• Iskar36

        RE: JJ didn’t have great stats before coming to Philly.

        Here are JJ’s numbers in his two years as a DC in the NFL. He had a few other jobs as DC in college, but I didn’t include those.

        Year…………YDS……PTS………..TO
        1996…………22………18…………..26
        1997…………10……….26………….22

        He certainly didn’t post incredible numbers by any means, but top 10 defense in terms of yards isn’t bad. The points allowed and TOs were not good though. Without looking at his college success, I think he would have been viewed at the time as more similar to Donatell than to Davis.

        • Anders

          Its funny he had an year where his yards was better than points when all JJ stressed was pressure, TO’s and allowing less than 17 points

        • BreakinAnklez

          Eagles finished this year 10/ypg away from being Top 10…numbers can be deceiving

    • deg0ey

      When he took over as 49ers DC in 2005, they had the #1 overall pick (Alex Smith) and then went on to have the 32nd ranked offense as well as Davis’s 32nd ranked D; that was a bad team with bad players, so it’s more than a little harsh to hold it against Billy.

      • http://twitter.com/corry_k Corry Henry

        I’d probably be more excited if he had more success. 3 of the 4 years he was a DC, his defenses were ranked 30th or worse in points.

        Of course, that’s not to say he won’t do a good job this time around because statistics can be made to say anything. I’m just curious to know what were the circumstances of the team. Was it, as you said, just a bad team? Were there injuries? Basically, were there any extenuating circumstances that made his defenses perform poorly? I know next to nothing about the guy and hadn’t heard of him until his name was dropped as a potential DC.

        Just trying to get a feel for the coach. The defense sounds like it could be a good system, I’m just curious if Davis is capable of teaching it. Time will tell I suppose.

  • nopain23

    I know the front is important but how are we going to address the mess in the secondary. Do we double up in the draft on safeties? i like that kid Jonathan Cyprien. A possible RD 3 target for us. Do we have any guys of vaue we can trade for draft picks. i’m thinking Cole, Watkins. We can trade Cole to a team that needs to win now say denver/atlanta for say a 4RD maybe 3RD( wishful thinking on my part)
    Watkins is a former RD1 pick. Might be able to get a 5RD or 6RD pick as he may thrive in another system. If Luke and Star are gone at 4 i say we trade back to the 10-20 and pick up an extra RD2 and RD3 pick.

    • Mitchell

      I really like cyprien as well. The only knock on him was top end speed but I guess we’ll see later this month. I also like tj McDonald from USC. Kids pretty big and I dnt know if he can compare to a guy like rolls with another 15 pounds added. Pretty sure he’s taller though, just a thought.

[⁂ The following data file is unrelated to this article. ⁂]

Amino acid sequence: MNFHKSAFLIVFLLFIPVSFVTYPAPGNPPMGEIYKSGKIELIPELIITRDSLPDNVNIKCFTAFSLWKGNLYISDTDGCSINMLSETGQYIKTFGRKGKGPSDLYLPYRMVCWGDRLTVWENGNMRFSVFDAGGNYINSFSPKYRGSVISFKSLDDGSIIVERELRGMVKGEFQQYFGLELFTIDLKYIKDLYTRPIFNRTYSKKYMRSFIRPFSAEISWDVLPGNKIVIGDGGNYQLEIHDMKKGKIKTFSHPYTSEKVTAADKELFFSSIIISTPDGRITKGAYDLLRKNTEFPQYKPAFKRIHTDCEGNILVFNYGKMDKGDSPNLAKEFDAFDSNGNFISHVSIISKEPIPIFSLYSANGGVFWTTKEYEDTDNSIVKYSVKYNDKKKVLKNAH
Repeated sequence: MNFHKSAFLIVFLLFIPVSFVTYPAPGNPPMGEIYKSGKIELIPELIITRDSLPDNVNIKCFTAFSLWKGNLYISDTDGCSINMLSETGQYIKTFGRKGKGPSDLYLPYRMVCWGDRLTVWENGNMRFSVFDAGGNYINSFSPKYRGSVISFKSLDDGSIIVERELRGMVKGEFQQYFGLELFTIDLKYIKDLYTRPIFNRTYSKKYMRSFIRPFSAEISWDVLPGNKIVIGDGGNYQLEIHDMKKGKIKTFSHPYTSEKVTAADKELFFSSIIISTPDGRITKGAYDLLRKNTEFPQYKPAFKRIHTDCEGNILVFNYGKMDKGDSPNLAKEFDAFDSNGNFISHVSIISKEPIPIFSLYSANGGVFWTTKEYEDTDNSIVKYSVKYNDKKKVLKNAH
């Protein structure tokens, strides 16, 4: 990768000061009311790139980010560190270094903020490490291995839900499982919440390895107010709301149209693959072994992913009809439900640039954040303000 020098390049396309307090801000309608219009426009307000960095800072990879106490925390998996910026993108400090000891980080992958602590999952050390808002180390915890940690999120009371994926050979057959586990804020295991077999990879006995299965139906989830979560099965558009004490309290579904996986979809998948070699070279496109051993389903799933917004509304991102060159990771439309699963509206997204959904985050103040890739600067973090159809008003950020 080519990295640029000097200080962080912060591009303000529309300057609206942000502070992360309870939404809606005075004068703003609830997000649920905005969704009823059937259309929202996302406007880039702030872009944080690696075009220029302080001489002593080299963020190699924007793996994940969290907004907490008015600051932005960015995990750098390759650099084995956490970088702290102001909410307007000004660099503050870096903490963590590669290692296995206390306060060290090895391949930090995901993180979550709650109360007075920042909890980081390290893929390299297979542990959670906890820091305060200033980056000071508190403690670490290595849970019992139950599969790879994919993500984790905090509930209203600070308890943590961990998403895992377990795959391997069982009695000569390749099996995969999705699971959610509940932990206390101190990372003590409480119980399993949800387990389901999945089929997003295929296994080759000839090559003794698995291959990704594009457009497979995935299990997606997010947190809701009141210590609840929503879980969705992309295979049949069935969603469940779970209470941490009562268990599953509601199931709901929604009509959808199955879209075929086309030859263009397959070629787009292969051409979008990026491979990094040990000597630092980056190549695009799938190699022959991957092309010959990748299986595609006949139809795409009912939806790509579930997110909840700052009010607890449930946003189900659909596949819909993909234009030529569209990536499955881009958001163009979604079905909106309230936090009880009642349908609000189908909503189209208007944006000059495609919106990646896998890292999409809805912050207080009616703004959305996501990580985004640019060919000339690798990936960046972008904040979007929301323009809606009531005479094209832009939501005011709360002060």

• http://twitter.com/Sattymike Michael Jorden

      At safety I’d be interested in a younger FA SS and a draft pick in the 3rd or 4th for FS Maybe William Moore from ATL paired with T.J. Macdonald?

      At corner I’d like us to trade back in the 1st or use our 2nd for the best CB available. We could franchise DRC for a year, or let him walk and sign a stop gap like Sheld Brown to see us through to 2014 draft.
      Just thinking out loud. Very interested to see what moves the Birds make. Lot of options for good players this off season.

      • nopain23

        Let DRC walk. No stop gaps.We need to start developing our own young talent ASAP. Just look as the job Pete did out in SEA. It’s an exciting time to be an eagles but we have to be honest with ourselves and realize this is a 2-3 year building preocess. I just want to see agood team out there in the next 2 years and possible contend for a superbowl in year 3 of the kelly regime. Oh not a fan of T.J. takes a lot of poor angles. Nate Allen had a bad case of that..

        • Cliff

          But what about the argument that DRC had his best season under Davis?

          • nopain23

            How much are you willing to invest to find out if Davis might be able to push the right buttons? DRC might be looking for top DB money.That’s 8-10 million a year. Noway I pay a headcase like him that kind of money.Too much of a risk.

          • Cliff

            I’m not pro or anti DRC, but I wouldn’t classify him as a “headcase.” I’m also not sure he’ll get offers in the $8-10 million range.

  • http://www.facebook.com/daniel.n.richwine Daniel Norman Richwine

    Similar to what I expect from the offense, scheme is far less important than execution. the coaching staff will have to tweak their schemes to allow.for the unique talents of their players. You have to know what your best players do better than anyone else, then design the defense/offense in such a way that they get to do those things as much as possible.
    Lawrence Taylor would never have been special if he were always covering tight ends. Brian Dawkins had a knack for hard hitting and big play making, and JJ’s genius was tweaking his defense to let him do that alot.
    I have faith that Chipper will get this done on offense, but time will tell on the defense.

    • A_T_G

      A good point, although it is going to be tricky to design a defense around leaving receivers running free and missed tackles.